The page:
Team Penning – worldwide appeal
Team Penning is another hugely popular event – worldwide. Inevitably it has its own association in America where the United States Team Penning Association provides a specialist organisation. Together with Canada, there are reckoned to be about 93,000 team penners in North America. It’s also very popular in Europe. There, the French Working Horse Association organises World Championships in the sport. you don’t have to look far to understand its popularity. The competition is fast moving and the consequences of poor teamwork or inept horsemanship are an unseemly tangle of horses and cattle. A moment’s mistake gets cows everywhere with horses hot on their heels.
The fundamental nature of this class is teamwork and there’s something to do for everyone. Indeed, it can get a bit out of order if everyone in the team wants to do the cutting. We watched amused one time when a “dream team” assembled itself consisting of three of the best cutting horses in England. The riders hadn’t actually worked together as a team before and onlookers held their breath in anticipation of a master class in the art of team penning. What they got was a hectic display of cows and horses running in all directions as the team piled as one into the herd and spread it all over the arena in seconds flat!
The wonderful thing about cows
Because the wonderful thing about cows is that they are just as much up for a bit of sport as the horse and rider. The rules specify that the herd should not be of mature cows. That’s because old ‘uns are usually more interested in standing and chewing their cud. But, obviously, they should’t be too young either. Yearlings or thereabouts are just about right. They are young enough to enjoy a bit of mischief but not so young as to be at risk.
The size of the herd needs to be big enough to provide enough cows to generate a strong herd instinct. But, for team penning, the herd mustn’t be so big as to be unmanageable within the confines of the arena. The cows are numbered prominently enough to be able to see their numbers from the back of a horse. This also helps the judge and spectators to know that the right cows are being worked!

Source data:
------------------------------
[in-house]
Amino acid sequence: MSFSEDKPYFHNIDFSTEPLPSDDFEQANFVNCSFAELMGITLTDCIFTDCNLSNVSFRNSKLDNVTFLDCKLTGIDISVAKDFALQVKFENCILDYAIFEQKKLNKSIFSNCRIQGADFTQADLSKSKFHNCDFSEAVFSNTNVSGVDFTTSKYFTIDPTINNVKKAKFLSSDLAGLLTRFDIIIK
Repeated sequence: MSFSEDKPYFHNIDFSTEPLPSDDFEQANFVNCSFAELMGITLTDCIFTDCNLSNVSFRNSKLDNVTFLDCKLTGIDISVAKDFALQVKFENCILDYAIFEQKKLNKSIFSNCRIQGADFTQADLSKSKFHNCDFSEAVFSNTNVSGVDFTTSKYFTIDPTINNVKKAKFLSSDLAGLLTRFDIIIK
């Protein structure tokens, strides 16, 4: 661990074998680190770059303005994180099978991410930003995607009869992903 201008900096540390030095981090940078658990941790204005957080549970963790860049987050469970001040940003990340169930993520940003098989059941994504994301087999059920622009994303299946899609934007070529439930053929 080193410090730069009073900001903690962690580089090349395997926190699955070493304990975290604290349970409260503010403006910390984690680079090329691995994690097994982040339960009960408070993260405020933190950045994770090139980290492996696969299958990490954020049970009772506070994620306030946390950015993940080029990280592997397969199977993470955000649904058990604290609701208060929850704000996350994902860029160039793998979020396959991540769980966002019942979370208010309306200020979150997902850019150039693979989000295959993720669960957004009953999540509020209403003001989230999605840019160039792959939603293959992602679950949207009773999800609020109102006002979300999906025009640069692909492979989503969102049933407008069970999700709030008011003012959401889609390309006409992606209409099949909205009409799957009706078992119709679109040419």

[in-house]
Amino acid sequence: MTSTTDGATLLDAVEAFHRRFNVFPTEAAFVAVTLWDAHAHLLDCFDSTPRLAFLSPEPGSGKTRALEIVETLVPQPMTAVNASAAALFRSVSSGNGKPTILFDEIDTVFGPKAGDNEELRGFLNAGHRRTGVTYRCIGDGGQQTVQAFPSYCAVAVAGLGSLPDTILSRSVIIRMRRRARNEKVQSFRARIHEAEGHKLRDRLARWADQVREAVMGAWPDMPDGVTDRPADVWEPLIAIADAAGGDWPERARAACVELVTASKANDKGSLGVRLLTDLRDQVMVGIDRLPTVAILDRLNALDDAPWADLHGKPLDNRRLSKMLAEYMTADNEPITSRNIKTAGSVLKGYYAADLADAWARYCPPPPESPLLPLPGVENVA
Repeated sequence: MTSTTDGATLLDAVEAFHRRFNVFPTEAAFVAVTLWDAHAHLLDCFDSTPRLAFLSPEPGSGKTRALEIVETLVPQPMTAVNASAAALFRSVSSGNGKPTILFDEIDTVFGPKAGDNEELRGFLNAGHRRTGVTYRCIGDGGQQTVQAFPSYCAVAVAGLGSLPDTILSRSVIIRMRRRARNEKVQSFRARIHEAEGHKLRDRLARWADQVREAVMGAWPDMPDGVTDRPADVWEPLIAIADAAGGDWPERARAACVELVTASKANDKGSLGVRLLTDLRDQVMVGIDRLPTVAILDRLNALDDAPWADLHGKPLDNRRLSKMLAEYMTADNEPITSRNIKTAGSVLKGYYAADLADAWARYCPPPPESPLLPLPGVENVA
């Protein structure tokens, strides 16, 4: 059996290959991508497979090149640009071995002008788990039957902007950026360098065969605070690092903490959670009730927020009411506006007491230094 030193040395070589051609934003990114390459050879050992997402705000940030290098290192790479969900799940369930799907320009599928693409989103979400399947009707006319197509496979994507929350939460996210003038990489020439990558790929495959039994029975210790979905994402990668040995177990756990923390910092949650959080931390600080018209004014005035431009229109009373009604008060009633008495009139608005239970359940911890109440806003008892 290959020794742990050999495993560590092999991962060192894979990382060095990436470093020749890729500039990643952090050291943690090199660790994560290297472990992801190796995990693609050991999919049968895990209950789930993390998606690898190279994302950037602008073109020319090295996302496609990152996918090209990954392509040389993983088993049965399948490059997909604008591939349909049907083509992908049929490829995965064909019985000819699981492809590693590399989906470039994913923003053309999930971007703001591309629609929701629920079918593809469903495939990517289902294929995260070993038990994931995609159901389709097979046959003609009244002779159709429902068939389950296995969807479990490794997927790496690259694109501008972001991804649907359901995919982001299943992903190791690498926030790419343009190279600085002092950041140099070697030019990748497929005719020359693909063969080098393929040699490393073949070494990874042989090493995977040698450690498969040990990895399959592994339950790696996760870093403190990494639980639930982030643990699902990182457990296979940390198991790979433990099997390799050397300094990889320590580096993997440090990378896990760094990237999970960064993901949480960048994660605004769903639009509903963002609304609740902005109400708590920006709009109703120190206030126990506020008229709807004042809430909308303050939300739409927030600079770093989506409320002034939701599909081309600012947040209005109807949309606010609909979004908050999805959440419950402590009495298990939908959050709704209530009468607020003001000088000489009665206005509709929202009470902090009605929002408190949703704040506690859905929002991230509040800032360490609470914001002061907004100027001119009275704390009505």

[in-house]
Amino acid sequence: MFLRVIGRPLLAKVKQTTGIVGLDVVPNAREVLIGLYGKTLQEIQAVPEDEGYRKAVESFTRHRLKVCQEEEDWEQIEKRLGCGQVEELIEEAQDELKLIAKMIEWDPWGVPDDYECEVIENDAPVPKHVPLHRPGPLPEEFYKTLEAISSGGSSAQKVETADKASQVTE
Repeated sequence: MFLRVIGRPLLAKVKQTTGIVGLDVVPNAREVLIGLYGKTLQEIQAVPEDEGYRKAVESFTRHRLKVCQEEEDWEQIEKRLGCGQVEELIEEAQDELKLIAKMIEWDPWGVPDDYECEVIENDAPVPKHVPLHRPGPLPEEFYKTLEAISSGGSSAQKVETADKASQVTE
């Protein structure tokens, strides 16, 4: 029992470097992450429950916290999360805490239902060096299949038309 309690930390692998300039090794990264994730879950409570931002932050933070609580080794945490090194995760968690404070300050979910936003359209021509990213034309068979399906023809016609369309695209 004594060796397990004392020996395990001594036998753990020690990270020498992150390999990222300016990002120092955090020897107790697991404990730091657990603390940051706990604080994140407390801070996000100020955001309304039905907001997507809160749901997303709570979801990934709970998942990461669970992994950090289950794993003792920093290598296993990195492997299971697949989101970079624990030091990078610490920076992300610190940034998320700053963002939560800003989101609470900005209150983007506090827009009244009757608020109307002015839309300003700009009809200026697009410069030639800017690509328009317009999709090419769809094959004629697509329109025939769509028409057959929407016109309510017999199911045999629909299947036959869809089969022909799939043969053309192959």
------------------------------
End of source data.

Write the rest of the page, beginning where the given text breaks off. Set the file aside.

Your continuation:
Stuart Powell & Storm
The Team Penning rule
Worldwide, there are dozens of team penning associations and each has its own variations on a general theme as regards rules. the following is therefore a general indication of the average.
The objective of team penning is that within a 2 ½ minute time limit, a team of three competitors must cut three designated cows from the herd and pen them. Regardless of the size of the arena, the dimensions in the diagram (below) must be followed. Markers at either side of the arena indicate the start line.
As each team must work with three head of cattle and leave a substantial herd, its best that this class is only held where a good size herd of cattle is available. The cows are individually numbered. Each team is told on the start line the three numbers they have drawn. The judge ensures that each team has no three cows the same as another team.
The contest is timed with a maximum time limit of 2 ½ minutes. The judge acts as starter and the team is on the pen side of the start line. The time starts when the nose of the first horse crosses the line. The team then cuts its three allocated cows. The cut cows are driven to the pen and penned.
The clock stops when all three cows are in the pen and the nose of the first horse enters the opening of the pen. At that stage, that rider can call time. However, the clock continues running until any fourth unwanted cow is on the cattle side of the start line. If it’s still there when the clock stops, the team will be disqualified.
The judge gives a thirty second warning before the 2 ½ minute time limit. A team can call for time with only one or two designated cattle penned. However all un-penned cattle must be on the cattle side of the start line, or the clock will continue as previously described. Teams penning three cattle place higher than two, and two place higher than one, regardless of time.
All three competitors must be on the pen side of the start line when time is called. Failure to be in this position causes disqualification. A team calling time with any wrong cattle in the pen is disqualified.
The herd must be settled for the same length of time for each team.